So, this weekend, I have a chance to “play around” with things a little bit. To just stretch my wings and see what I can do with myself — and what I can’t. I don’t want to run off on some boondoggle where I waste a lot of time and energy on things that really don’t pay off — and end up humiliating myself in the process. But in any case, I do need to get more conversant in the latest technologies, so I can hold an intelligent conversation with my peers.

And so it goes. In the past, I’d say, “I need to get a new job RIGHT NOW!”, update my resume, and then go after whatever came along first. Now, I have the ability to hold back while I do my prep work, and pick and choose what I want to do with myself. So I don’t get in the same sorts of situations I did before.

That would not be good.

I know better know. And I can DO better now.

Onward!

A whole new exit strategy

It makes much more sense to me now

So, the reality of my exit is starting to sink in. I’ve been back and forth on this for quite some time, and it’s been weighing on my mind. I’ve been through the whole grieving process around it, and I’m finally at a place where I am feeling comfortable and good about things.

The one thing that has held me back from moving on has been the idea that I have to stay to follow through on a program I’m supposed to be putting in place. It’s a huge project with a ton of visibility, and I have NOT had the time to focus on it, because I’ve been “in the weeds” of day-to-day maintenance, and just keeping things going. I haven’t wanted to leave before my big project launches, because I didn’t want to abandon the project and have it fail.

But I realized yesterday that I actually have an alternative – a break from my dreaded plan of action. I’ve been thinking that I’ll need to stick around until July, when my big project rolls out. But now that I think about it, I may not need to stay even that long. There are some personnel shifts going on with my team, and my “official” manager is coming back from family leave in May, so the person who has been temporarily managing me will be freed up in May.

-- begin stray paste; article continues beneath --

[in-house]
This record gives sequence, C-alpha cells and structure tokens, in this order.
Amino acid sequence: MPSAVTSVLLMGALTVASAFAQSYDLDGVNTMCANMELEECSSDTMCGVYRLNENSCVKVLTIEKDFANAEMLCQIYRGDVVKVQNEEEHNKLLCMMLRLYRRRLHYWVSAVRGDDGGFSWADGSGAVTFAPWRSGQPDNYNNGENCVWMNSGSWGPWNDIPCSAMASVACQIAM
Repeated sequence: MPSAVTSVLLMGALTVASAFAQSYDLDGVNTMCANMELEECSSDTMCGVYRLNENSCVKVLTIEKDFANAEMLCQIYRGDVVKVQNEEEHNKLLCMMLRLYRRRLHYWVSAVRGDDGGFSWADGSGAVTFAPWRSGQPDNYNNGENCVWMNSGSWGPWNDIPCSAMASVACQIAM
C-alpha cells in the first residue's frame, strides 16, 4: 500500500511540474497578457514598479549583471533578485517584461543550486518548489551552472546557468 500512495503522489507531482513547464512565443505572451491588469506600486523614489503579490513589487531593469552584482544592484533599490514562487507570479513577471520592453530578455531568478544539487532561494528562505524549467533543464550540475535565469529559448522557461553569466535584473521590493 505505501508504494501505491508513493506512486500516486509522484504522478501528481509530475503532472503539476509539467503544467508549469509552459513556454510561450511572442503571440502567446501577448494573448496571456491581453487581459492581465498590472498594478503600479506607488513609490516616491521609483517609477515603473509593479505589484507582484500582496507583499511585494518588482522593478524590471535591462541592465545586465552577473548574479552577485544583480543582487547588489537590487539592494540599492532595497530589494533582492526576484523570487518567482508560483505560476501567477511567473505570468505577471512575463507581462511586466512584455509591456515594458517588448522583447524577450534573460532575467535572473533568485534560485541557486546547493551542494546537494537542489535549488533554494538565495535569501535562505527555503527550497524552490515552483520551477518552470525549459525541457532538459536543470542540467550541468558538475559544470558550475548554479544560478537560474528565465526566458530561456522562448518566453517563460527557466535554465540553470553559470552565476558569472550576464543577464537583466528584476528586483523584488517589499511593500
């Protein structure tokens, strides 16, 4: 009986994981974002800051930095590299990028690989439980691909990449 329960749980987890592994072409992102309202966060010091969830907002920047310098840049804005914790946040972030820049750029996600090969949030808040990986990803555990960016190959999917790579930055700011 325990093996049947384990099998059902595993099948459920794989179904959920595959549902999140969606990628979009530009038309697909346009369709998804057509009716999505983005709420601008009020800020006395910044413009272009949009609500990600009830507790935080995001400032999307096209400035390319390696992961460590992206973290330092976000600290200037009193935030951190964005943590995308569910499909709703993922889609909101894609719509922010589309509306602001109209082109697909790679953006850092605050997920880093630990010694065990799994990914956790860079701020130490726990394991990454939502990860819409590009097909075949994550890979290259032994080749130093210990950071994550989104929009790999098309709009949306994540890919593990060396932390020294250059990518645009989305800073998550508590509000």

If I leave before July, they can take over my responsibilities and roll out the project that I’ve been putting together. They’re more suited to rolling it out, anyway. They’re much more social, much more connected, much better at connecting with people and making things happen within the organization.

Professionally, I need to stay on the technical side, and be more localized in my work… not be dragged all over creation in the company, networking with a gazillion different people.

How tiresome that is for me. But it really energizes my temporary boss.

And it would be a huge feather in their cap, to roll this out.

For me, tying myself and my future to this project is actually keeping me from getting on with my life and doing what I need to do. It’s not even the kind of work I want to be doing, long-term, so any more time and energy I invest in it will be wasted. My past experience will be wasted. My future prospects will be wasted. This project presents one problem after another for my career and my ability to earn a good living. Seriously, staying in this “pocket” of experience cuts back the amount of money I can make by tens of thousands of dollars.

And that’s no good.

It’s funny — as I’m re-learning my technical skills, I am realizing that I am actually better at programming than I was before. I realize that in the past, I thought I was really good, and that I understood everything… but I really didn’t. Looking back at the code I’ve written before (as I did last night), I see that my technique left a lot to be desired. But I never really understood it, because I was still working with the unaddressed issues of multiple mild traumatic brain injuries. All those concussions over the years really screwed up my thinking process and blinded me to my limitations.

Now, coming in with a new perspective, basically learning a lot of things from scratch, I realize just how much my thinking technique and my programming has actually improved.

And rather than needing to leave that line of work because of the different ways my brain works, finding the new and better ways of dealing with problem-solving has made me even better qualified to pursue it.

So… onward.